Cast your mind back to January 2014, a time when the internet erupted with celebration and joy that Basement, the darlings of the emo-grunge crossover revival of recent times, announced that they would be returning as a functional band. July 2014 rolled in and Basement’s first release since 2012’s Colourmeinkindness was released in the form of ‘Further Sky’. Present day sees them return with their third full-length release, ‘Promise Everything’.
As I cite Basement as one of my most adored bands, it was an album that I initially approached with some hesitancy. The pressure of pleasing the Basement following who have swelled in numbers posthumously for the Ipswich five-piece could have led to strains both creatively and pose the threat of being swallowed up by the weight of expectation.
Luckily, I can report that this album is quite honestly, the best material Basement have released to date. Opting to buck the recent trends set by bands who occupy the same scene Basement find themselves in, there is not even a whiff of them going down the dreaded, 50-50 success rate, shoegaze route. Instead, Basement take what made them such an integral part of the scene and upgrade themselves to include life lessons that are documented through their newly re-defined lyrical output and with, ‘Promise Everything’ being their third release, its clear to say musically this is their most advanced.
Songs like ‘Aquasun’ and title track, ‘Promise Everything’ without doubt have every ingredient to settle themselves amongst Basement’s already secure list of fan favourites. The recurring riff that plagues your mind upon your very first listen of ‘Aquasun’ which is accompanied with the fantastic lyrics and delivery from vocalist, Andrew Fisher makes this track the real standout track upon this release and is certainly an early contender for Track of the Year.
‘Blinded Bye’ invokes every sense of nostalgia for bands like Jimmy Eat World and Weezer but, is not blighted by this; in fact, it is its main draw. The whole structure is perfectly mastered to create a completely infectious sing-a-long anthem that will ensure every listener will be moving at least one, or multiple parts of their body the minute the chorus ends and that droney guitar drafts in.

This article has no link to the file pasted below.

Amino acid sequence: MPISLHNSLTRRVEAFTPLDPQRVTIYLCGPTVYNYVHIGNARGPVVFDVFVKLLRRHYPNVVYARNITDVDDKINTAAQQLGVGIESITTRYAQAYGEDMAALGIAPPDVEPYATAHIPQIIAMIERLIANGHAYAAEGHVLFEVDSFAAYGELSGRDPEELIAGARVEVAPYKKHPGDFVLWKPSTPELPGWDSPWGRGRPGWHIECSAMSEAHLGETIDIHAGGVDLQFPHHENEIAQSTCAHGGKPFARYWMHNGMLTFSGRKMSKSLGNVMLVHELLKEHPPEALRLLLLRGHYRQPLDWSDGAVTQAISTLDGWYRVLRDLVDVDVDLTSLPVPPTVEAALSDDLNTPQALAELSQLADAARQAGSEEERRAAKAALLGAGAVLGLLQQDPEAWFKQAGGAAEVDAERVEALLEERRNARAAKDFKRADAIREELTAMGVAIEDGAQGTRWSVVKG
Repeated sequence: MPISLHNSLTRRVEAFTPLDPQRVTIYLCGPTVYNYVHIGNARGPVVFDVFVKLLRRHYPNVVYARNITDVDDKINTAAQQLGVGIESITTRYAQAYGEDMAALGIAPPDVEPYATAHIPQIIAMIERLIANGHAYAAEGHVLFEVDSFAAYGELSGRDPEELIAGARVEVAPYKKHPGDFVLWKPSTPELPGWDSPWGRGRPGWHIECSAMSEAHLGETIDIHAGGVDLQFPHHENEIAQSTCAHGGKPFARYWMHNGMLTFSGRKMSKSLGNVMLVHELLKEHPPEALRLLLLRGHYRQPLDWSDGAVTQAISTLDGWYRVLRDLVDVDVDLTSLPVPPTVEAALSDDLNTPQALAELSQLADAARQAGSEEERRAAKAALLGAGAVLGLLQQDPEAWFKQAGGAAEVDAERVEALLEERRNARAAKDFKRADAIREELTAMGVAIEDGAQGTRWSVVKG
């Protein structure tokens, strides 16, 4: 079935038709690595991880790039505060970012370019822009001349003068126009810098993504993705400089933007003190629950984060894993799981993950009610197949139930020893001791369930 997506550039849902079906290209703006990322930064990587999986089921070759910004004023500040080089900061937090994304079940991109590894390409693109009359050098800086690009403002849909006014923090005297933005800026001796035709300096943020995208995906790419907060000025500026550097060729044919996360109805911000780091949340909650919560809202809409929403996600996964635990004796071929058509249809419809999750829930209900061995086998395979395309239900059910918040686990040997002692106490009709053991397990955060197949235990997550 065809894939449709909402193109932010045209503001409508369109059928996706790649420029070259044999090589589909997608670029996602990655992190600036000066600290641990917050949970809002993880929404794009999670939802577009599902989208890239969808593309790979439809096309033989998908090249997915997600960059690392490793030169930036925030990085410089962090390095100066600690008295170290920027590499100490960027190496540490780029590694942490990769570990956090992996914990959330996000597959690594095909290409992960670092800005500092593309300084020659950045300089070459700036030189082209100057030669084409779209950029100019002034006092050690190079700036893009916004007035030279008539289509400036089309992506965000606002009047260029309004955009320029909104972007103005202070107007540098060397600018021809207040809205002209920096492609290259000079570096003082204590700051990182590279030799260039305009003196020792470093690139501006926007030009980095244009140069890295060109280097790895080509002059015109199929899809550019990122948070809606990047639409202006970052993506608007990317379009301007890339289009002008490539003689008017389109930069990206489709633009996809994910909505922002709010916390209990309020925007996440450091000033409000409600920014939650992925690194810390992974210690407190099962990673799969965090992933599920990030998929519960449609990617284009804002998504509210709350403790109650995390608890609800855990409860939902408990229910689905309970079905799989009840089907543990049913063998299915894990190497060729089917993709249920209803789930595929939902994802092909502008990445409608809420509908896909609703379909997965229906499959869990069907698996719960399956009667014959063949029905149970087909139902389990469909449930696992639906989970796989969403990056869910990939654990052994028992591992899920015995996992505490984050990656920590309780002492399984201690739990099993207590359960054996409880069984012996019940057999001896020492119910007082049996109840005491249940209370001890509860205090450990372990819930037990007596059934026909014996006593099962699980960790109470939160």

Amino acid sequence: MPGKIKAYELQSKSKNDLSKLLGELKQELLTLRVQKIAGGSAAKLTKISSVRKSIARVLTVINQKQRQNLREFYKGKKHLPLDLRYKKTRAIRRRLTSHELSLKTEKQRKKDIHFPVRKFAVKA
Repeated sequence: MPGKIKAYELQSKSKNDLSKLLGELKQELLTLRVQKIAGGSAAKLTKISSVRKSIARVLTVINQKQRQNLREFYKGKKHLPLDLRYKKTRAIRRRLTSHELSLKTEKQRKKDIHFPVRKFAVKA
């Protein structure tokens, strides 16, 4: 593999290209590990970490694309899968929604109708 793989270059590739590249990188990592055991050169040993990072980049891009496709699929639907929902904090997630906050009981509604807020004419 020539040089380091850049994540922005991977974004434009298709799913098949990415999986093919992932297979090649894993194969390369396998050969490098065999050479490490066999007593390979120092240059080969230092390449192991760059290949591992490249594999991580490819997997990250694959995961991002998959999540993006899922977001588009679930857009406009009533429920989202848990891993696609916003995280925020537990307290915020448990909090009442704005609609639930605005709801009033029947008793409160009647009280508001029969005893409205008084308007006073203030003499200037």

Tracks ‘Oversized’ and ‘Halo’ are where you really see the band venture into pastures new and, the fragility expressed in both tracks is something to truly behold. Proving that, as musicians they certainly aren’t afraid, and nor should they be, of trying something different to their usual style. ‘Lose Your Grip’ is another track which may be perceived as going against Basement’s normal sound but the contrast between the vocals and the instrumentation, added to the highly fetching chorus means this track is another highlight in an album full of them.
Basement have honestly made an album that everyone needed. Forever, being a band that do not shy away from demonstrating their influences and favourite bands, their graceful way of wearing this on their sleeve and yet, still developing their own sound is something that is both commendable and rare. Previous releases ‘Colourmeinkindness’ and ‘I Wish I Could Stay Here’ will of course, have their cult following but in comparison to ‘Promise Everything’, they simply no longer suffice. The doubts some may have had over their return and the contemplation of conquering their posthumous rise in popularity have been completely quashed as the Ipswich five-piece have smashed through every challenge that has faced them in the past three years to return and subsequently create an album that is nothing short of perfect.